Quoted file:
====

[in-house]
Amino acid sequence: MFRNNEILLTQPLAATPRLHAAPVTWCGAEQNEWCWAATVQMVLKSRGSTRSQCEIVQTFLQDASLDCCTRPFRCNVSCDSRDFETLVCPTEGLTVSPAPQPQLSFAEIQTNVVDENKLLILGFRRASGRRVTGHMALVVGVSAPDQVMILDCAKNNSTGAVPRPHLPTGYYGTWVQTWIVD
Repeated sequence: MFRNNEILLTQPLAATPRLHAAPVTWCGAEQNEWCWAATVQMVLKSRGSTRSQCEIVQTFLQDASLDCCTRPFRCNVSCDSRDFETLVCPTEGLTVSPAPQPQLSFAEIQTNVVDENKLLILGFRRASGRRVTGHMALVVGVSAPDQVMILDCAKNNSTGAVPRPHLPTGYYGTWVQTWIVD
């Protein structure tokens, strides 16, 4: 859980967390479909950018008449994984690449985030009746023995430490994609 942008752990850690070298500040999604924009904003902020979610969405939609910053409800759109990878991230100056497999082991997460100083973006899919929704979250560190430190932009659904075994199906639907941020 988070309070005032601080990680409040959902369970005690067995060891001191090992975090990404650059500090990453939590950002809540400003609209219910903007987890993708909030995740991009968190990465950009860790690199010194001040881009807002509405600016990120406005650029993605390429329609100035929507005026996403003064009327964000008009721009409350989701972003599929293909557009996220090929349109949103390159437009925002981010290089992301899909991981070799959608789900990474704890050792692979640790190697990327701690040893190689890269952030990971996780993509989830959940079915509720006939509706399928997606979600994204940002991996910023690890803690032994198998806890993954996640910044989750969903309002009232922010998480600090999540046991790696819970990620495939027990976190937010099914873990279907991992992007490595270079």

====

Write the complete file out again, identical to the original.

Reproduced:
[in-house]
Amino acid sequence: MFRNNEILLTQPLAATPRLHAAPVTWCGAEQNEWCWAATVQMVLKSRGSTRSQCEIVQTFLQDASLDCCTRPFRCNVSCDSRDFETLVCPTEGLTVSPAPQPQLSFAEIQTNVVDENKLLILGFRRASGRRVTGHMALVVGVSAPDQVMILDCAKNNSTGAVPRPHLPTGYYGTWVQTWIVD
Repeated sequence: MFRNNEILLTQPLAATPRLHAAPVTWCGAEQNEWCWAATVQMVLKSRGSTRSQCEIVQTFLQDASLDCCTRPFRCNVSCDSRDFETLVCPTEGLTVSPAPQPQLSFAEIQTNVVDENKLLILGFRRASGRRVTGHMALVVGVSAPDQVMILDCAKNNSTGAVPRPHLPTGYYGTWVQTWIVD
């Protein structure tokens, strides 16, 4: 859980967390479909950018008449994984690449985030009746023995430490994609 942008752990850690070298500040999604924009904003902020979610969405939609910053409800759109990878991230100056497999082991997460100083973006899919929704979250560190430190932009659904075994199906639907941020 988070309070005032601080990680409040959902369970005690067995060891001191090992975090990404650059500090990453939590950002809540400003609209219910903007987890993708909030995740991009968190990465950009860790690199010194001040881009807002509405600016990120406005650029993605390429329609100035929507005026996403003064009327964000008009721009409350989701972003599929293909557009996220090929349109949103390159437009925002981010290089992301899909991981070799959608789900990474704890050792692979640790190697990327701690040893190689890269952030990971996780993509989830959940079915509720006939509706399928997606979600994204940002991996910023690890803690032994198998806890993954996640910044989750969903309002009232922010998480600090999540046991790696819970990620495939027990976190937010099914873990279907991992992007490595270079």